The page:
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Romyelocel-L: An Immune Cell Treatment Shown to Prevent Infections in AML Patients
Romyelocel-L: An Immune Cell Treatment Shown to Prevent Infections in AML Patients
Posted Jul 22, 2021

According to a phase 2 trial published in the Journal of Clinical Oncology, a drug called Romyelocel-L is a treatment of ready-made human immune cells that has been shown to provide neutrophil support and prevent infections in AML patients who have weakened immune systems as a result of their induction chemotherapy treatment.

Romyelocel-L works to combat the serious infections that result as a side effect of cytarabine and other chemotherapy induction regimens used as the standard of care for many people with AML. Neutropenic fever occurs in 80% of patients who receive induction chemotherapy and infections occur in 50-60% of patients. Complications from infections are the leading cause of death from AML induction chemotherapy, so it is of vital importance to find ways to reduce the risk of infection in these patients. The development of Roymelocel-L aims to address this unmet need by providing more of a proactive approach to infection prevention instead of just treating infections with antibiotics after they have occurred. 

Infusion of Romyelocel-L boosts the presence of neutrophils, an important white blood cell that fights off bacterial and fungal infections. Neutrophils are usually wiped out as a result of chemotherapy, making the patient immunocompromised. Romyelocel-L works to replenish the lost neutrophils. In the prior phase 1 trial, Romyelocel-L was found to make functional neutrophils around 6 days after infusion and demonstrated an acceptable safety profile.

A Look at the Phase 2 Trial

The phase 2 trial looked at Romyelocel-L in combination with granulocyte colony-stimulating factor (G-CSF) vs G-CSF alone in AML patients receiving induction chemotherapy. Currently, G-CSF is approved for use to improve neutrophil counts in adult AML patients following induction chemotherapy. However, the benefit of administering G-CSF alone during induction in AML patients is unclear and studies have failed to show their benefit for a reduction in infection, antibiotic use and overall survival. In the phase 2 study, the Romyelocel-L + G-CSF group received infusions on day 9,10 or 11 of their induction chemotherapy cycle.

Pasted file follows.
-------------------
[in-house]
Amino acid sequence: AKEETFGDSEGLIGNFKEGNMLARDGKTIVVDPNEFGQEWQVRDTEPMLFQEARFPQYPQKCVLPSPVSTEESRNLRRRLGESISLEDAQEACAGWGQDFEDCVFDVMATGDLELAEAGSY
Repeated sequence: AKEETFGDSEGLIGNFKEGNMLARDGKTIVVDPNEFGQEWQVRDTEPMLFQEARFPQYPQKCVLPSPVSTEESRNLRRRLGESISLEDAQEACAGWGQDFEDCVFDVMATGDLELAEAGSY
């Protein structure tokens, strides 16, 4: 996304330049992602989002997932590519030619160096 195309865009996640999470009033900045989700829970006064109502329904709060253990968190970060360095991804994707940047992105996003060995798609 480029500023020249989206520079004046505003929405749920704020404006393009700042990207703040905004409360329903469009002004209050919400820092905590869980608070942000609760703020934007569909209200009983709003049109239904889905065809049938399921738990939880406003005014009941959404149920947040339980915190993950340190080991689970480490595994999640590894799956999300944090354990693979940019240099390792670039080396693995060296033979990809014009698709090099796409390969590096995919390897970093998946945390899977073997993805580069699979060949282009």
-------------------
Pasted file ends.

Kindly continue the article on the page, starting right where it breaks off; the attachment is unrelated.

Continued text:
Results showed that although there was not a statistically significant difference in febrile episodes between the two groups, the Romyelocel-L with G-CSF group demonstrated less infections, less antibiotic use and shorter hospital stays than the G-CSF group. 

Study Results:

Measures

Romyelocel-L + G-CSF Group

G-CSF Group

Infections

6.8%

27.9%

Use of IDSA group 2 antibacterials

30.5%

45.9%

Average hospital stay 

25.5 days

28.7 days

 

Conclusions

The authors discuss that the use of Romyelocel-L could reduce the use, duration and escalation of antibiotics, ultimately leading to shorter hospital stays and an improved quality of life for AML patients. The use of Romyelocel-L could also make induction chemotherapy for AML more widely available to older patients who might not have otherwise been able to receive this treatment due to a high risk of serious infection. The authors conclude their study by stating, “As infection remains the most common cause of morbidity and mortality in patients with AML, strategies to reduce the risk of infection are an unmet need. These results provide the foundation for a phase 3 trial with the primary endpoint of reduction in infections during intensive induction chemotherapy for adults with AML.”

The author Katie Braswell

about the author
Katie Braswell

Katie joined the HealthTree Foundation as the Community Director for AML in 2021. She is a registered dietitian who previously worked at the VA hospital in Dallas, Texas where she coached veterans with blood cancer on how to use nutrition to improve their treatment outcomes and minimize cancer-related side effects. Katie is passionate about health education and patient empowerment. In her spare time, she loves to experiment with new recipes in the kitchen, spend time running outdoors and travel to new places.

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